The future of 2022 is a regulated nightmare where everything is government controlled and only the extremely rich reap the benefits. Everyone else has to rip them off to survive. It’s in essence the trickle-down theory where only the small percent is comfortable and the rest battle for survival. Charlton Heston costars with Edward G. Robinson (who was supposed to play Dr. Zaius but didn’t want to wear the uncomfortable makeup). This was Robinson’s very last film. There’s a cast of famous and bit part actors, like Chuck Connors, Dick Van Patten and one of the oddest, Violet Beauregarde’s dad (Leonard Stone) with mutton chops and a perm who punches one girl in the stomach. The only women in this movie are all prostitutes or “furniture girls” that come with the swanky 70’s apartments (even though it’s supposed to be the future). I like when one of the whores offers a hot shower to Heston’s character like it’s a form of currency. This vision of the future is very misogynistic but seems likely to happen especially since people now think climate change is a hoax and believe their own rhetoric bullshit. Lincoln Kilpatrick, who also plays Brother Zachary in The Omega Man, here plays an overworked weary priest who can’t live in this cannibalistic future.
The recycle theory of processing humans to feed the rest of us goes back to H.G. Wells' Time Machine, where the idiotic blonde Eloi race are fed to the Morlocks in order to weed out overpopulation. I also think Soylent was influenced by Jonathan Swift’s sarcastic A Modest Proposal, which was an essay that promoted cannibalism as a solution to the upper classes attitude towards the impoverished in English society of the 1700s.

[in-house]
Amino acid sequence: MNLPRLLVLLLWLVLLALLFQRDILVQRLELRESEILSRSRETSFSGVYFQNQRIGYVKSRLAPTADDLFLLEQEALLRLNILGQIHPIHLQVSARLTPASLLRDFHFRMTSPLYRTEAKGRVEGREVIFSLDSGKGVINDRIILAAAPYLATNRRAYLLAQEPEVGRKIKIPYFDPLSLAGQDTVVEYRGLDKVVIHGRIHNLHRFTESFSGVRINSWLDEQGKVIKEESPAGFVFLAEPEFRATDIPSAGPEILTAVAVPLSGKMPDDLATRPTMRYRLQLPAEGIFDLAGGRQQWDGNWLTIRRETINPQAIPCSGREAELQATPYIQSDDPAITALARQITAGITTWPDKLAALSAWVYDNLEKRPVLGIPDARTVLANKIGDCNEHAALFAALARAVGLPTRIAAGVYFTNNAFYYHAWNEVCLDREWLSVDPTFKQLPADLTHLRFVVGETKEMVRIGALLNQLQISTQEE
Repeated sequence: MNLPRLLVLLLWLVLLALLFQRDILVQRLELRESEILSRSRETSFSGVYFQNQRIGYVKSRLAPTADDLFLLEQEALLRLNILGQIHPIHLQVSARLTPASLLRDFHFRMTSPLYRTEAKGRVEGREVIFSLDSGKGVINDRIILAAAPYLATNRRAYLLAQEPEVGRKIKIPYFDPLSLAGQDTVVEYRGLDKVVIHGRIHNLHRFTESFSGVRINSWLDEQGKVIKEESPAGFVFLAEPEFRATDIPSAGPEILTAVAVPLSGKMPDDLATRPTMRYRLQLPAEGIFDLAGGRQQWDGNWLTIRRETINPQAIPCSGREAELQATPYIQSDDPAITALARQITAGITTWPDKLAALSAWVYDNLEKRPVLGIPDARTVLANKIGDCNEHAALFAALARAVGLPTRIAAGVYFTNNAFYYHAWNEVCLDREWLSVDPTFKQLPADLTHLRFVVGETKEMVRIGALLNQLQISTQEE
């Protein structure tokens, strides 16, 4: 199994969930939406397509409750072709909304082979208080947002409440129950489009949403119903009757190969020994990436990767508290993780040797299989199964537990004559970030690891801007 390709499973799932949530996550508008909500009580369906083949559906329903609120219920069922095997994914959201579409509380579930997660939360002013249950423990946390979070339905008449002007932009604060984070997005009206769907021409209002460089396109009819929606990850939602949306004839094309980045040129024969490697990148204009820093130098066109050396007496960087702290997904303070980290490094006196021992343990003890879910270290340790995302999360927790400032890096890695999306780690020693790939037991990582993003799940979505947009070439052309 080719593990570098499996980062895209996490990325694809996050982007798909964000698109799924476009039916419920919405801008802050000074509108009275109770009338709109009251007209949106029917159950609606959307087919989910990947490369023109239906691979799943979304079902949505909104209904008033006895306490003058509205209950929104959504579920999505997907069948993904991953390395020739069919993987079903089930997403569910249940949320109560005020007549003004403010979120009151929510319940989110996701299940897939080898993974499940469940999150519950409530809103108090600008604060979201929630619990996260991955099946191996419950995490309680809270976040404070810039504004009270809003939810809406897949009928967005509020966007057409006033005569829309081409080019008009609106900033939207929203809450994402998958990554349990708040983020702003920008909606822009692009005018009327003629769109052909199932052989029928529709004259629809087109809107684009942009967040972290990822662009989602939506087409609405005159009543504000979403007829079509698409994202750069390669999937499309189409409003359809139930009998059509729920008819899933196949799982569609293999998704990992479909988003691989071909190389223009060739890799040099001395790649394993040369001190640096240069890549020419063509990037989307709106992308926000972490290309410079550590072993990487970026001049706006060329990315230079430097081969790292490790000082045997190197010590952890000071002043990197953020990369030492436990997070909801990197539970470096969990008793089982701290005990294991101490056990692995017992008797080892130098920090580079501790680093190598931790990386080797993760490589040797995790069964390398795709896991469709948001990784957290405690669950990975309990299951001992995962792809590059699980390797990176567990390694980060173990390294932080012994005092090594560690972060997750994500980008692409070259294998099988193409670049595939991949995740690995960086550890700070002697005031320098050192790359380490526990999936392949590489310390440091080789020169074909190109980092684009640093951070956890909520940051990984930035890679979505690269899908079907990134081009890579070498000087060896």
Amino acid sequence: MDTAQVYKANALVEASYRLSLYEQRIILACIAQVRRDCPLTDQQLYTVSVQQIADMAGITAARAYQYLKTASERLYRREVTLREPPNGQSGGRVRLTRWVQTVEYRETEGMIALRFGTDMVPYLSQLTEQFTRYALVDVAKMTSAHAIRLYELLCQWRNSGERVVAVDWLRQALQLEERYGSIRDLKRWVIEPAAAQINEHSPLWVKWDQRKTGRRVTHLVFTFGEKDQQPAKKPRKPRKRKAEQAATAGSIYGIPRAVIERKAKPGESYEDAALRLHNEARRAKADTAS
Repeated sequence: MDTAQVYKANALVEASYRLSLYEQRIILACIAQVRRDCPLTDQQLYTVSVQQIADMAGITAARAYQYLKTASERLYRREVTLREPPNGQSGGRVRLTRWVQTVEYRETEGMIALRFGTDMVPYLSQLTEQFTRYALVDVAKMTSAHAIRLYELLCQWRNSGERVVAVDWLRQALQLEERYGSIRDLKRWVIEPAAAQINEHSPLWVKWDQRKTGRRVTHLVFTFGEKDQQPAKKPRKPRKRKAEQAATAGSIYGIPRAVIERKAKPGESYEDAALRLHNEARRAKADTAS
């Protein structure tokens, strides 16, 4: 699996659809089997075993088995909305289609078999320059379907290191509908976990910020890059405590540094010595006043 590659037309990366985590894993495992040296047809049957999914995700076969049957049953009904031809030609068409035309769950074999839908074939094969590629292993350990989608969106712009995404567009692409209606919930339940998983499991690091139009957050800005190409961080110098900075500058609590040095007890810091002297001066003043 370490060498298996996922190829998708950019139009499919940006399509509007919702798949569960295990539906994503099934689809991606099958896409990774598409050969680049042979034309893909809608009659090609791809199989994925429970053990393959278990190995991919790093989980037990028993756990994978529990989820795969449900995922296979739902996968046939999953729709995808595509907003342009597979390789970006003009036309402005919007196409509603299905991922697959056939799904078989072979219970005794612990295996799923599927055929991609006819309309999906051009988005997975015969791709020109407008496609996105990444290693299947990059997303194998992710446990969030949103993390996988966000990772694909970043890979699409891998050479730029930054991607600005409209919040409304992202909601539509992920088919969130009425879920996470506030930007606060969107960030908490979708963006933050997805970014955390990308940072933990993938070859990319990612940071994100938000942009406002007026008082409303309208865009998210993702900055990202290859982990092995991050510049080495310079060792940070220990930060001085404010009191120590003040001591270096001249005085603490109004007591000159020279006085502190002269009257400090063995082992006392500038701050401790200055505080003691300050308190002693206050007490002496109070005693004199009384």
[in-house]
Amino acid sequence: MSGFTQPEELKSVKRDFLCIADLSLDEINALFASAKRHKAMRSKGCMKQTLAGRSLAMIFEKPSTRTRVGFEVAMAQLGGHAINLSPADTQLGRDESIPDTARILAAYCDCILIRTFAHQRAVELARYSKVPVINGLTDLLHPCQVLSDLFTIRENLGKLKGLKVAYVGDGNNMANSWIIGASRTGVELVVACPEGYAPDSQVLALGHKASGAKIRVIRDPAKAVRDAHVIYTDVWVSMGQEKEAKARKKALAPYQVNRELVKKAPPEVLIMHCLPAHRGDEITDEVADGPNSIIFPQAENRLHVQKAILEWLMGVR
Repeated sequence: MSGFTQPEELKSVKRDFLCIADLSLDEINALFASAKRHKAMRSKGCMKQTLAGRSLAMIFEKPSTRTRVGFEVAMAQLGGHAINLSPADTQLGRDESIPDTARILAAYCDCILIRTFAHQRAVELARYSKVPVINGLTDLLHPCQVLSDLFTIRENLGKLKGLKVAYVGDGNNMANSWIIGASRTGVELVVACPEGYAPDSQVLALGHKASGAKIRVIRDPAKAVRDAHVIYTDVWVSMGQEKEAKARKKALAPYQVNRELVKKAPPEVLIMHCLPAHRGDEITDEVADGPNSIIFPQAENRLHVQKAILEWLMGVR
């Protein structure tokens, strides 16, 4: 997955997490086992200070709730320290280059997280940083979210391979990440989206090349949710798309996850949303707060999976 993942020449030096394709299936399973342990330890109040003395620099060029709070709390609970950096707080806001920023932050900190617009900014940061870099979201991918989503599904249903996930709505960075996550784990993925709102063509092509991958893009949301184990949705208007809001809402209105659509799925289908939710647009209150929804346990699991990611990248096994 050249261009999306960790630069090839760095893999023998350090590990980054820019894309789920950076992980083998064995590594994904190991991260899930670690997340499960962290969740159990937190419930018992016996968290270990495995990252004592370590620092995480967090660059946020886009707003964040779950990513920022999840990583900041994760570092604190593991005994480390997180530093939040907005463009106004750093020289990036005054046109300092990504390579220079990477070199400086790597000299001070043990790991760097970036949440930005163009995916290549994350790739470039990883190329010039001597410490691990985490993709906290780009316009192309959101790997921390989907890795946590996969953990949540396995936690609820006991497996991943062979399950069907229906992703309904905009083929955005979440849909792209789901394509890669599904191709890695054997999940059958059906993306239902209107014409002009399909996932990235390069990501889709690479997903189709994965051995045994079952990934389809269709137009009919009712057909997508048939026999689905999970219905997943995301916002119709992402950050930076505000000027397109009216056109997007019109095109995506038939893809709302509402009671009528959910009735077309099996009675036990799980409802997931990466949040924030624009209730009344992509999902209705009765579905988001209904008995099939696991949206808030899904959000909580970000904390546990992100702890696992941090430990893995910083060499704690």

According to Joe Russo and Larry Landsman’s book Planet of The Apes Revisited, Pierre Boulle who wrote the original text from which the film series was based on was influenced by Jonathan Swift’s Book IV: A Voyage to the Houyhnhnms. This story placed Gulliver in a village of emotionally detached super intelligent horses who incarcerate him and give out a death sentence but later on decide that since he can communicate verbally like them, they accept this human into their tribe.
Out of all of these 70’s films, the only future that seems plausible to me is Soylent Green, but we’re reaching a Mike Judge-level of Idiocracy sooner than we’d ever imagined and it’s terrifying! I could see Trump as a proud survivor of nuclear radiation in Mathius fashion, probably gloating that pushing the button was the right action to take and never apologizing for it. During this election all I can think of is the fact that Republicans will cower in embarrassment behind a tyrannical, racist, woman-hating madman in order to take control of the presidency. Even though CH was a conservative gun nut who subscribed to the notion of “reverse racism,” I am able to enjoy his work despite our opposing views because it’s fantasy and these are brilliant and cheesy films that hold up. Always separate the art from the artist.